This gave me a consistent, prayerful, focused start to my school day, got everyone in one room, and gave us a launching point. That doesn’t mean we didn’t occasionally crash and burn later, but at least we started right!
Make a short list of what has to be done. During times of major stress, such as miscarriages, family deaths, job losses and relocations, unexpected diagnoses, and more, the house stayed up pretty well because we use a practical but simple chore system, which has worked well through fifty kids, the changes of foster kids, moves, job losses, and more. At a minimum, make a list of the basic housekeeping or cleanliness standards that you consider non-negotiable. For example, my crisis list might look like this:
- Do dishes.
- Make the beds. (Critical for me! But simplify bed-making with easy linens.)
- Wash clothes. (Hint: We don’t need fifteen outfits per person)
- Tidy bathroom daily and clean it weekly.
- Sweep kitchen in the morning and clean up spills as needed.
- Vacuum once a week.
- Clean the fingerprints on the door glass and bathroom mirror. (But the windows can wait.)
- Feed the pets.
- Feed the family. Oh, my…that means meals!
Consistent meals were a major challenge for me when I was overwhelmed by life. I was much better about consistent, nutritious, on-time-ish meals when I made menus. If you are having trouble coming up with menus, remember that your family is probably more impressed with eating nourishing food at a regular time each day than with trying a vast array of new foods each week.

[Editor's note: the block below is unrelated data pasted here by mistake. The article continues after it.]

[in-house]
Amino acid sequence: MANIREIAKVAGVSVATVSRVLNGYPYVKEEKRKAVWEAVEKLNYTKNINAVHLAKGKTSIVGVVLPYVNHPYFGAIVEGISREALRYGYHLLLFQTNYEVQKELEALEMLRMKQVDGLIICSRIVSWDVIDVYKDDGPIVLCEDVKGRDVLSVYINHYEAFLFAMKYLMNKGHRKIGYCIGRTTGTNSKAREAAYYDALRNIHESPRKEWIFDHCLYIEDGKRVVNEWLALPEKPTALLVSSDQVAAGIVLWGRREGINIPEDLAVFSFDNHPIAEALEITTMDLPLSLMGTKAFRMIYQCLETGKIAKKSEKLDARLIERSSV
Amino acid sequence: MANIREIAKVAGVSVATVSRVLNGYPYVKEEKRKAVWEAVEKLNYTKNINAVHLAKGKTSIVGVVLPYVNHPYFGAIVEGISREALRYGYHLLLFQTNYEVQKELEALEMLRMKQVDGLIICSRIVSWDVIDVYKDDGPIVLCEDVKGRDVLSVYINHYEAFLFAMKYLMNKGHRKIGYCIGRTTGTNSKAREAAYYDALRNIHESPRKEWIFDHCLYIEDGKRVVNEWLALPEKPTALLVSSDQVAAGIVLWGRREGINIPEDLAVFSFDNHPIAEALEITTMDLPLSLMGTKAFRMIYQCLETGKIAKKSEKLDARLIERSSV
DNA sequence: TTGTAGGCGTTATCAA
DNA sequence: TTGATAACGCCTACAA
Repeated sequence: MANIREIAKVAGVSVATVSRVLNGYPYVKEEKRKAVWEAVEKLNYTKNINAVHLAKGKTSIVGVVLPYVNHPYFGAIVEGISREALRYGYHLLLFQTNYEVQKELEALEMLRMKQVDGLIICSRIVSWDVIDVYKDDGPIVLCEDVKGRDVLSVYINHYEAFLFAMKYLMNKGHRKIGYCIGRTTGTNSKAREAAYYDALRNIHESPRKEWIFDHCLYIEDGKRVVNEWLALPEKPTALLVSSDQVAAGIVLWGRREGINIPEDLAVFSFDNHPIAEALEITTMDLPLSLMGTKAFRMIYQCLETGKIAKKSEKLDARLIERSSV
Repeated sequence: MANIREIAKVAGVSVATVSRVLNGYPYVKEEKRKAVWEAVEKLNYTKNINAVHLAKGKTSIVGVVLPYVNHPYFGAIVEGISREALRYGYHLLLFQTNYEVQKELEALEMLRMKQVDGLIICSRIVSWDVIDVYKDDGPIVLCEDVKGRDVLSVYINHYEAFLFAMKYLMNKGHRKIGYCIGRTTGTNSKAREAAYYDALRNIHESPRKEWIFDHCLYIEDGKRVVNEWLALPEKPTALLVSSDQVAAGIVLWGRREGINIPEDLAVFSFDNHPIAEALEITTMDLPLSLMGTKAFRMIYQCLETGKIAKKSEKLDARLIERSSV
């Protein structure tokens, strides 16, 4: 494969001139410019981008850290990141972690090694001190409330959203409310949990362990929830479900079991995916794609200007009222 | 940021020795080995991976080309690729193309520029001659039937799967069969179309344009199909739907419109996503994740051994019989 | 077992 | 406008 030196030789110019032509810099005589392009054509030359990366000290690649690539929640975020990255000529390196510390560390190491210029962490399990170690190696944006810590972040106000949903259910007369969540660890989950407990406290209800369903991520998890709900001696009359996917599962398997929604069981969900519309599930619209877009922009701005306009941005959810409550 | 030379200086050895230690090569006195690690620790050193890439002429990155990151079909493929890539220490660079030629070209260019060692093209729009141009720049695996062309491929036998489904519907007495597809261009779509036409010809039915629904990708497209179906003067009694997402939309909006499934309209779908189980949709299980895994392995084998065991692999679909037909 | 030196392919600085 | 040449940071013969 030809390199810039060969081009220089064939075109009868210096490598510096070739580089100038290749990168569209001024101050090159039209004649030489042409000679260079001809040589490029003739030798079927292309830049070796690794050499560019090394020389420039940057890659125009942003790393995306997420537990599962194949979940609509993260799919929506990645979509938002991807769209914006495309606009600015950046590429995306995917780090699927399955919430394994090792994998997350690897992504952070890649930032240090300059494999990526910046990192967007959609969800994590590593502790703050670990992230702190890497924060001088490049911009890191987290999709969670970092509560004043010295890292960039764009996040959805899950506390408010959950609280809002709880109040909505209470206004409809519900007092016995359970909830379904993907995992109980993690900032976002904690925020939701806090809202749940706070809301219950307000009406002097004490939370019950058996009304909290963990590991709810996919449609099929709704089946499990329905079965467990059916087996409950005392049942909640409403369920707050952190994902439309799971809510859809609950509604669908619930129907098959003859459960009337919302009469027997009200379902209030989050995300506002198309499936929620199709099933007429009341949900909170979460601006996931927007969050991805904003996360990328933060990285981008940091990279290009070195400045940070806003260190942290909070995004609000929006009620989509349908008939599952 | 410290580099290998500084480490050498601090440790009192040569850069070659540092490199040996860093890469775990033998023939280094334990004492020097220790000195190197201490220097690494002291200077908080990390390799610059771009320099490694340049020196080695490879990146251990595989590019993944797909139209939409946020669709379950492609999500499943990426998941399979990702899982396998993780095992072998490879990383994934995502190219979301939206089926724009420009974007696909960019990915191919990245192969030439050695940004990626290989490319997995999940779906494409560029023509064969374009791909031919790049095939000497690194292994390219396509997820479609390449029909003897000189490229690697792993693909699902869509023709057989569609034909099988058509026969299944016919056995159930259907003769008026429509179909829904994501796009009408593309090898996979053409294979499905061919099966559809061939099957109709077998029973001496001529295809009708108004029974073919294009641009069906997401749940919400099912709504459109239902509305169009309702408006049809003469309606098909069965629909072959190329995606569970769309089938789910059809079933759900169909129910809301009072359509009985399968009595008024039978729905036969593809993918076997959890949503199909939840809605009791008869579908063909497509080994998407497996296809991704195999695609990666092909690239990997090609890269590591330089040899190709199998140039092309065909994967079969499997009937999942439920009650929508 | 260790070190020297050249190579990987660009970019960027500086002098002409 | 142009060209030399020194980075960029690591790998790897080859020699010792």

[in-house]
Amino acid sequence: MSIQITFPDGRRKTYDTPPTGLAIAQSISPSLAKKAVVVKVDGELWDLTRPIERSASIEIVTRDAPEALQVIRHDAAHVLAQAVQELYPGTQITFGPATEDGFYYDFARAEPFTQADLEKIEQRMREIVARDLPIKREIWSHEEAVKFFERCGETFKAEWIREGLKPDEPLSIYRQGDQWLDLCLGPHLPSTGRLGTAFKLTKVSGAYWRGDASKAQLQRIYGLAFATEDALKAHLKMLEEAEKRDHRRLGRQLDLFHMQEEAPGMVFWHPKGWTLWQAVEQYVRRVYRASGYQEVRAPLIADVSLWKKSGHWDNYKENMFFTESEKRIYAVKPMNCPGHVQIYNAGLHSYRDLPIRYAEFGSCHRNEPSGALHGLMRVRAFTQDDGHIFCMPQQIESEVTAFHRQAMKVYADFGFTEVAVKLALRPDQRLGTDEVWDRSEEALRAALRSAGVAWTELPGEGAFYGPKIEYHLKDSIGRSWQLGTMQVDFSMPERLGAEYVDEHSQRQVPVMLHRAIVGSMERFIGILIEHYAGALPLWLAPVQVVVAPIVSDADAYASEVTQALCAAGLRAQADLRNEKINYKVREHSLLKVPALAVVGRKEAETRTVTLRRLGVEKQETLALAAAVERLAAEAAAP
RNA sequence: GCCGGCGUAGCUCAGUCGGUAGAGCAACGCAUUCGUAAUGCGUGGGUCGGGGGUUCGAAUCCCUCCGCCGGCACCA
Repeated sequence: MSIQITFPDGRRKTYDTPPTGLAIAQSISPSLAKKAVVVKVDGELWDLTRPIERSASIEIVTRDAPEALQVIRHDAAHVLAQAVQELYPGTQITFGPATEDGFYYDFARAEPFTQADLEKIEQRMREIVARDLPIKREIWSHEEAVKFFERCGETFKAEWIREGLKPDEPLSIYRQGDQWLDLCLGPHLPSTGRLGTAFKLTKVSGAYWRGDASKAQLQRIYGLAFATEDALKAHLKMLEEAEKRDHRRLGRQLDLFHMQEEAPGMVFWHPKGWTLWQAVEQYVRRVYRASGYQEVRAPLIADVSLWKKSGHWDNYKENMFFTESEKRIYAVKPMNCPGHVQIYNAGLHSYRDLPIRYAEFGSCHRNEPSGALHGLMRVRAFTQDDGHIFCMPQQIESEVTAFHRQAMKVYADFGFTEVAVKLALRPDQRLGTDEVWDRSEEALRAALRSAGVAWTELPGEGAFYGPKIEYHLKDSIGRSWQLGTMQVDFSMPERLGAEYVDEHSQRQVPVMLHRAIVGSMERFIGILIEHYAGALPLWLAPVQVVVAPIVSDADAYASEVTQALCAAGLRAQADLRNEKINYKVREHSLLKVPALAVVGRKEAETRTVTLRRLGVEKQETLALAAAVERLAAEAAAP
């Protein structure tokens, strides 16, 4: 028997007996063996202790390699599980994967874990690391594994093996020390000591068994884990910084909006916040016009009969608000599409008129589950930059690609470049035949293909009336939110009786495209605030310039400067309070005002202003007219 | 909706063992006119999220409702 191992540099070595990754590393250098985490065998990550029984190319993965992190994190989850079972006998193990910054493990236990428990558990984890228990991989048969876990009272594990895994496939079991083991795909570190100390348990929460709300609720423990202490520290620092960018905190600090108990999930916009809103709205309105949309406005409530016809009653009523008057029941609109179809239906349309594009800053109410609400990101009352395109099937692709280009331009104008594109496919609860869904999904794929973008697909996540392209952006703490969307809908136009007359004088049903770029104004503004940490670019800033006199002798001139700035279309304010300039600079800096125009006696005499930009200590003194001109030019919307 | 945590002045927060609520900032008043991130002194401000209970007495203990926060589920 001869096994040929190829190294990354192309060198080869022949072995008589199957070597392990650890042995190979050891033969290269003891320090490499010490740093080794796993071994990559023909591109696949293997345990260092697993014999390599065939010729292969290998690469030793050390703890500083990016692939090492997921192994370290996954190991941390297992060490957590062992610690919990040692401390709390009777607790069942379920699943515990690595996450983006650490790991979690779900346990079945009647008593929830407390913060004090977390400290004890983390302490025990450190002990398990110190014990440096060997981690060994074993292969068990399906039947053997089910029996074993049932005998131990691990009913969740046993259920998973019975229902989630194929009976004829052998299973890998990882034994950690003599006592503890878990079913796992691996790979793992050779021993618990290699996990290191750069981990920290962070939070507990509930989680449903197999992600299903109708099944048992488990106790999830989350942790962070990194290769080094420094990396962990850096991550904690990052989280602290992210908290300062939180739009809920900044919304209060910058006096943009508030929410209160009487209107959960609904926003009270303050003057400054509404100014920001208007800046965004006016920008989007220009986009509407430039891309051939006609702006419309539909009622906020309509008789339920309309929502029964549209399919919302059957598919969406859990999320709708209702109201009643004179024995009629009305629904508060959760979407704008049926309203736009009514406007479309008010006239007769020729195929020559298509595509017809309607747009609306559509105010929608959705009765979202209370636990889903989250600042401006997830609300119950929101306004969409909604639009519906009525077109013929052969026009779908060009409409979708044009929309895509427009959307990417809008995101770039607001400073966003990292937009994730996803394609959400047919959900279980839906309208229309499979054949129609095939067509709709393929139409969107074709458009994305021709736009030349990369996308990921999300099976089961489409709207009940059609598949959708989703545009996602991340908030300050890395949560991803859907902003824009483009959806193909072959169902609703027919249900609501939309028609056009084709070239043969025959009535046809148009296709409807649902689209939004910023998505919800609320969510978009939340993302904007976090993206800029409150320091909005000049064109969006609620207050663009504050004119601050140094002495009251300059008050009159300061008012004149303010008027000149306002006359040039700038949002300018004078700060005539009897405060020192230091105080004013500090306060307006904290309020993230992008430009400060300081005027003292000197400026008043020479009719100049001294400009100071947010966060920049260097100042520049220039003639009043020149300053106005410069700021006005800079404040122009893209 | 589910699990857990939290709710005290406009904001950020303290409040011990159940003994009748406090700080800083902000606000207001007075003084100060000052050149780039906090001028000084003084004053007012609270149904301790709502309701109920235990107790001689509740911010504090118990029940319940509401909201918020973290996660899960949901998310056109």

To get into the habit of regular, healthy dinner times, consider something as basic as a weekly rotation of the same basic meals. You can work up to scheduling certain categories of meals on the weekdays (for example: meatless meal on Monday, poultry meal on Tuesday, ground beef meal on Wednesday, poultry on Thursday, new recipe on Friday, etc.). Then, as you are more comfortable with menu planning, you could even plan a month at a time, if you have room to store the groceries for that many meals. (I found that when I planned/shopped for a month at a time, my cost per meal was significantly reduced.) Some moms find it helpful to make a family project of once-a-month cooking, to stock up on meals or pre-cooked components of meals.
What Does All That Have To Do With Your Homeschooling?
I specified those homemaking items first–meals, routines and bedtimes (including yours!), and basic housekeeping–because if your house isn’t functioning, then “school” won’t either. If we feel that something has to give, it will be the homeschooling that gets the boot.
Make a plan, starting from where you are now. Sit down (with your spouse, preferably) and re-group. Where are you right now? Where do you want to be at the end of the year? Don’t look at grade level–look at what is reasonable to expect to accomplish between now and June. The tests will most likely be fine, regardless of where the children are in “The Books.”
And speaking of “The Books”: This may be a great time to prayerfully evaluate what you are utilizing to meet your academic goals. Are you attempting to re-create school at home, or are you creating an environment for a learning lifestyle? Maybe you are overwhelmed because you are expecting too much of yourself or your children; there are many ways to multi-level teach, saving wear and tear on your lesson planning, your schedule, your emotions, and your budget.